* Any views expressed in this opinion piece are those of the author and not of Thomson Reuters Foundation.
Many great organisations are working all over the world to build processes to eradicate this heinous crime from our planet
In the past few years in particular we have noticed an awakening in society and industry to the harsh realisation that modern day slavery is real and affects people from all nations and in many businesses and supply chains. It is estimated that over 40 million people are trapped in some sort of modern slavery around the world; the real figures may be even higher than this. Many great organisations are working all over the world to build systems of assurance and processes to eradicate this heinous crime from our planet.
The construction industry has been referenced a number of times as a sector that is at higher risk of modern slavery and is often mentioned in the same context as agriculture, nail bars and car washes. With global supply chains and, in some cases opaque sub-contracting processes where tiers of companies can considerably distort the true picture, it is likely that criminal gangs can infiltrate real projects today. There are of course notable exceptions to the general trend but there remains a significant opportunity to engage and upskill the supply chain and companies themselves on the real-world challenges and risks they face.
Collaboration is key if we are to make a significant impact on this agenda. Companies large and small and from different parts of the value chain need to recognise that their sphere of influence is actually nested within a sphere of responsibility. Many architects do not procure materials of services directly for a project nor engineers for that matter but both (and others) have a responsibility to make due considerations about the consequences of their choices. The world is increasingly non-binary and it is not about trying to prove the absolute negative when it comes to modern slavery; instead it is about a commitment to continuous improvement.
Networks and professional bodies have a significant role to play; they have codes of practice and standards for individuals who achieve ‘chartered’ or ‘registered’ status. Ongoing CPD records ensure these professionals are up to date on current thinking and knowledge in their respective areas of specialism. When you look at such professional bodies they can span a number of sectors; for instance, the Institute of Environmental Management and Assessment (IEMA) has more than 14,000 members worldwide in over 100 countries, working in the construction, automotive and engineering sectors. Of particular note the Chartered Institute of Building (CIOB) has already built in modern slavery aspects into their professional code of practice; others will follow suit I am sure.
We started to build this coalition of engaged professional bodies – including CIOB, CIPS, IEMA, RICS, RIBA and others – two years ago to really build the collaboration rather than to get stuck in the details of how many e-learning modules one professional body had against another; or if one was better than another. There was a real willingness to engage and move above the details to demonstrate a collective will to eradicate modern slavery. With this collective intent, we created a coalition and then worked with the Gangmasters and Labour Abuse Authority (GLAA) to further promote and develop a common approach to working with the government agency via a Protocol which was launched in 2017.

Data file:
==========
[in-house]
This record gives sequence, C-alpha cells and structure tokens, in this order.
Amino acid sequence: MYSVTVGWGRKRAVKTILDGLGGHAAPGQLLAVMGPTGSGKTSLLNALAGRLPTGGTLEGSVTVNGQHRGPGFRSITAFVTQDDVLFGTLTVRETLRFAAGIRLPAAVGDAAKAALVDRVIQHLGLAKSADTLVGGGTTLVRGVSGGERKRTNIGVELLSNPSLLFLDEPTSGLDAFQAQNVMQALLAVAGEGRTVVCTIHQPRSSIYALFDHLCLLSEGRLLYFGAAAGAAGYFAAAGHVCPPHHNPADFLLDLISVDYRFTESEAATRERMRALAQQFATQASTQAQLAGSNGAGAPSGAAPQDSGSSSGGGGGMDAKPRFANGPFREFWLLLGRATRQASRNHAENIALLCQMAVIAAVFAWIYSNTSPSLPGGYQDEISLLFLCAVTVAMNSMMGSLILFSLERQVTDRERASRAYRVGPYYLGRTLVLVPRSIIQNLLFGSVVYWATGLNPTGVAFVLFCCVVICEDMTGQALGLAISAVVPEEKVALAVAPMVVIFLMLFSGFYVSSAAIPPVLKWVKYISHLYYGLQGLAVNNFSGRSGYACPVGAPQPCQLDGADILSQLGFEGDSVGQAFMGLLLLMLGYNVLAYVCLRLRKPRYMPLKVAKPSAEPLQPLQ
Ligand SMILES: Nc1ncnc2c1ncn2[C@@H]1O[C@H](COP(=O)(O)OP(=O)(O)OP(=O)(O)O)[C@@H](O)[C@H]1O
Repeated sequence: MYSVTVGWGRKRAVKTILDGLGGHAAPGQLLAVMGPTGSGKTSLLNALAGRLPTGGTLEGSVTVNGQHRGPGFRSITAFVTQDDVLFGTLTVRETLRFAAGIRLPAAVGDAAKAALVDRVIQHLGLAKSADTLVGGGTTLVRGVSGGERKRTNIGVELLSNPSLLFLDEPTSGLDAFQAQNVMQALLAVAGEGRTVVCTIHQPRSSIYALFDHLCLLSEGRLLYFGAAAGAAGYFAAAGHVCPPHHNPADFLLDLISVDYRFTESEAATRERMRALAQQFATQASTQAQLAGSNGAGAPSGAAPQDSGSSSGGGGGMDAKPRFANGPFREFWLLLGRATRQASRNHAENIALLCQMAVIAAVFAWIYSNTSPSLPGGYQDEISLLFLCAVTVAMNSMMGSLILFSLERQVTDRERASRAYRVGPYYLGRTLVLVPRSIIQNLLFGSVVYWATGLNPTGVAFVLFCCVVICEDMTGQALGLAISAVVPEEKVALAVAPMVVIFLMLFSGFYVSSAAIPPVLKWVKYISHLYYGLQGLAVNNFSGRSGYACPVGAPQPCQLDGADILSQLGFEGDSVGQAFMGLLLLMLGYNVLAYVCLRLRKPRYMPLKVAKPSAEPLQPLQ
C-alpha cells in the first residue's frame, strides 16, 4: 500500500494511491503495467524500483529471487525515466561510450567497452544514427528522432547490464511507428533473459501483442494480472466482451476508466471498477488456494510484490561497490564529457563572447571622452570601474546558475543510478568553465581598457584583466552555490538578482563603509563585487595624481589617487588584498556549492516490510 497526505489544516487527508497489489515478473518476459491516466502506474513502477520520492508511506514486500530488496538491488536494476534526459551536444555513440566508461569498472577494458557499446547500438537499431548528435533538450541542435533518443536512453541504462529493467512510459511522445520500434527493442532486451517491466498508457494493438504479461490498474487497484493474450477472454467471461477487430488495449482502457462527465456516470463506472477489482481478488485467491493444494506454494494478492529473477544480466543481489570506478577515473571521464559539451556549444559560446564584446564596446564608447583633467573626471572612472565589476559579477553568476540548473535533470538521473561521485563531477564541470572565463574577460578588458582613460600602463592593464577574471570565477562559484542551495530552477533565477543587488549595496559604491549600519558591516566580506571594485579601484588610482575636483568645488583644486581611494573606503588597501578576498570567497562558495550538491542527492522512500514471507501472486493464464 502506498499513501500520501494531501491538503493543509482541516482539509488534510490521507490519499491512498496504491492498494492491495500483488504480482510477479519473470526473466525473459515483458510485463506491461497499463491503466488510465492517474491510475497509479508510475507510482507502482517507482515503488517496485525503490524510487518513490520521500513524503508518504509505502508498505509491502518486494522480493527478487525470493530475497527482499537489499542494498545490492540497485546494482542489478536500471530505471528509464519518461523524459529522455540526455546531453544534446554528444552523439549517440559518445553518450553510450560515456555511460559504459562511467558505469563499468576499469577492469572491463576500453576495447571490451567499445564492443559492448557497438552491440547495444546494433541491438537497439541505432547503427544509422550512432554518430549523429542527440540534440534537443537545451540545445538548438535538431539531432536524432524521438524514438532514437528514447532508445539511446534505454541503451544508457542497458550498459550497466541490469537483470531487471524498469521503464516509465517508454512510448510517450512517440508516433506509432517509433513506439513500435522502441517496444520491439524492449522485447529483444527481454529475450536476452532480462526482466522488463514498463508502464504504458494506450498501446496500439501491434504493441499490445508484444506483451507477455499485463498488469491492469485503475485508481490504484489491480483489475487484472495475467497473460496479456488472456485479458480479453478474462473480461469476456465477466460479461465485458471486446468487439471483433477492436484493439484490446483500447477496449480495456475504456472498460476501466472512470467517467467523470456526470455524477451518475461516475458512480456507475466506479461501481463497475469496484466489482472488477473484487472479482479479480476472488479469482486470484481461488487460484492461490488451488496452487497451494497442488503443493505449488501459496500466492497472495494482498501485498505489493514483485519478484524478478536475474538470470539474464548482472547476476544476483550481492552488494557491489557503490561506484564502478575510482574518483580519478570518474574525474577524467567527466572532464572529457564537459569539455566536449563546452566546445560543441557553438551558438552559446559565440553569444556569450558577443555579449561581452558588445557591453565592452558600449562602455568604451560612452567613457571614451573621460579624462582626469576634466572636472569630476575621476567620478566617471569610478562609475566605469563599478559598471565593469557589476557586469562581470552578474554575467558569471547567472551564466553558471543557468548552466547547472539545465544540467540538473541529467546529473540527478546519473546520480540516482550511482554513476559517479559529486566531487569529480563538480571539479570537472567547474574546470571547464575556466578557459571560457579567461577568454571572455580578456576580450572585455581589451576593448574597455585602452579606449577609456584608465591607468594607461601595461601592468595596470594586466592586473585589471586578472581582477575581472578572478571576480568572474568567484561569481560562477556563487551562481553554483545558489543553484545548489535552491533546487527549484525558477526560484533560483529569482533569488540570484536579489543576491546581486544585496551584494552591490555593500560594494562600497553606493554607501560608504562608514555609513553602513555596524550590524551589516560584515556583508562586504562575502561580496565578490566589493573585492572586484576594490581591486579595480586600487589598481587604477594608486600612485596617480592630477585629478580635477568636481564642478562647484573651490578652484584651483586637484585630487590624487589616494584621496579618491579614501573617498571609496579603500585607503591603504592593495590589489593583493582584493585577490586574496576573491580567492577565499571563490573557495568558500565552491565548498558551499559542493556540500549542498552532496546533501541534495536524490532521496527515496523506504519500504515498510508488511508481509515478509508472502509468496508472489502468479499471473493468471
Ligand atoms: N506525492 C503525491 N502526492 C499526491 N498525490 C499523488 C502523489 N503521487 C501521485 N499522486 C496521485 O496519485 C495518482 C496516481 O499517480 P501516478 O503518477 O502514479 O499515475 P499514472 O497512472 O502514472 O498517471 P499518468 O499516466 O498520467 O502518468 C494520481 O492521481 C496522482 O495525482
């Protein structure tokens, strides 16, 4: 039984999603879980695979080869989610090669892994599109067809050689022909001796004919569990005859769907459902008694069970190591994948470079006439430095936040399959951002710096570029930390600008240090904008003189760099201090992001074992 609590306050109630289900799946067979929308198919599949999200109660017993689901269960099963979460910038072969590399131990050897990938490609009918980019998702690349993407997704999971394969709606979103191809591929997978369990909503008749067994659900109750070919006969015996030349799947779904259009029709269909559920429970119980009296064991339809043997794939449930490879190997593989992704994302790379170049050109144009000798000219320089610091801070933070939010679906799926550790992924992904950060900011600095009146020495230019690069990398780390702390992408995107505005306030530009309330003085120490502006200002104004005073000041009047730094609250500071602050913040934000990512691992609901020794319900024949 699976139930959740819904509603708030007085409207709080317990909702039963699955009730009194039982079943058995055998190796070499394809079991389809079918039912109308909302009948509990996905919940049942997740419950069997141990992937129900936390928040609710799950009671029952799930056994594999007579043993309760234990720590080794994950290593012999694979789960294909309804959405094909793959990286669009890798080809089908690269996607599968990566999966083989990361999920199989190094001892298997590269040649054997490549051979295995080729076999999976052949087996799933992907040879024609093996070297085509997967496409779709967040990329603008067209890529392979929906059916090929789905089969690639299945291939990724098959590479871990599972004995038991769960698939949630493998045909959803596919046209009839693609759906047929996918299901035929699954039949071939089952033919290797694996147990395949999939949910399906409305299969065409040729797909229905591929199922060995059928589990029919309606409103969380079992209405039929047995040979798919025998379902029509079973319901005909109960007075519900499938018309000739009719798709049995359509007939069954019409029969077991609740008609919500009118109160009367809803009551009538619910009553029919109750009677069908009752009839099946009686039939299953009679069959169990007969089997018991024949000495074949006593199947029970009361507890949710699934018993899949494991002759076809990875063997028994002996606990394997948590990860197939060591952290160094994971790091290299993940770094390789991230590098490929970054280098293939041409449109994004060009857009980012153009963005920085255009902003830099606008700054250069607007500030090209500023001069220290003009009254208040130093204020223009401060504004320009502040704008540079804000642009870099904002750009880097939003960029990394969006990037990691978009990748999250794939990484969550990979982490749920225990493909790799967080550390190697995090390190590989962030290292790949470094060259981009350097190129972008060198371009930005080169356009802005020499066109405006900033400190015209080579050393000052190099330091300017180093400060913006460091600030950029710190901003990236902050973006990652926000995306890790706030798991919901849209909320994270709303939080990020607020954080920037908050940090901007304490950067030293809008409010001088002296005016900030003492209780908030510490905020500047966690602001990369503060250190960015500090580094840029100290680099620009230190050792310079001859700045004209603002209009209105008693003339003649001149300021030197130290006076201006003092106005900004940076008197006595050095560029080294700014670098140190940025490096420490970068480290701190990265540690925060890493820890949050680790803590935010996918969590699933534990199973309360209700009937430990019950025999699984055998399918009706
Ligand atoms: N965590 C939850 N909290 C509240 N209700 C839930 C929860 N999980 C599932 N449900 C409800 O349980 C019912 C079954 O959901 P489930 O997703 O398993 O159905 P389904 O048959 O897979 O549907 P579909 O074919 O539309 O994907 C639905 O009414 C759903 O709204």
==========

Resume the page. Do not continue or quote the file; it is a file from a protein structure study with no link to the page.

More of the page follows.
We are now looking to broader our horizon beyond construction. The victims of these crimes are not fixed to a single sector and in some cases people are trafficked from one sector to another. The challenges of identification also vary in different sectors. For example, the modelling sector is now looking at how to protect vulnerable young people in particular who may have been lured into the promise of a glamourous life, or equally young talented boys and girls sold a dream of professional football and given a living nightmare of exploitation.
Individuals are often the change agents in business and organisations; those who are personally motivated to raise the awareness of the issues and are willing to shine a light on the plights of others. It is therefore important to recognise those who are doing more than others. In May 2018, we identified the Top 100 influencers as an unranked constituency, enabling motivated individuals to further promote the issues relating to modern slavery.
Playing to people’s strengths is a great belief of mine; systems and processes need people to deliver the changes we so desperately need to create a systemic shift not only in business practices but in social awareness and consciousness.
It is people who will rescue people.
Shamir Ghumra is BREEAM Director at the Building Research Establishment (BRE). He co-created the Construction Industry Coalition on Modern Slavery and was the chair prior to the establishment of the Gangmasters and Labour Abuse Authority Construction Forum.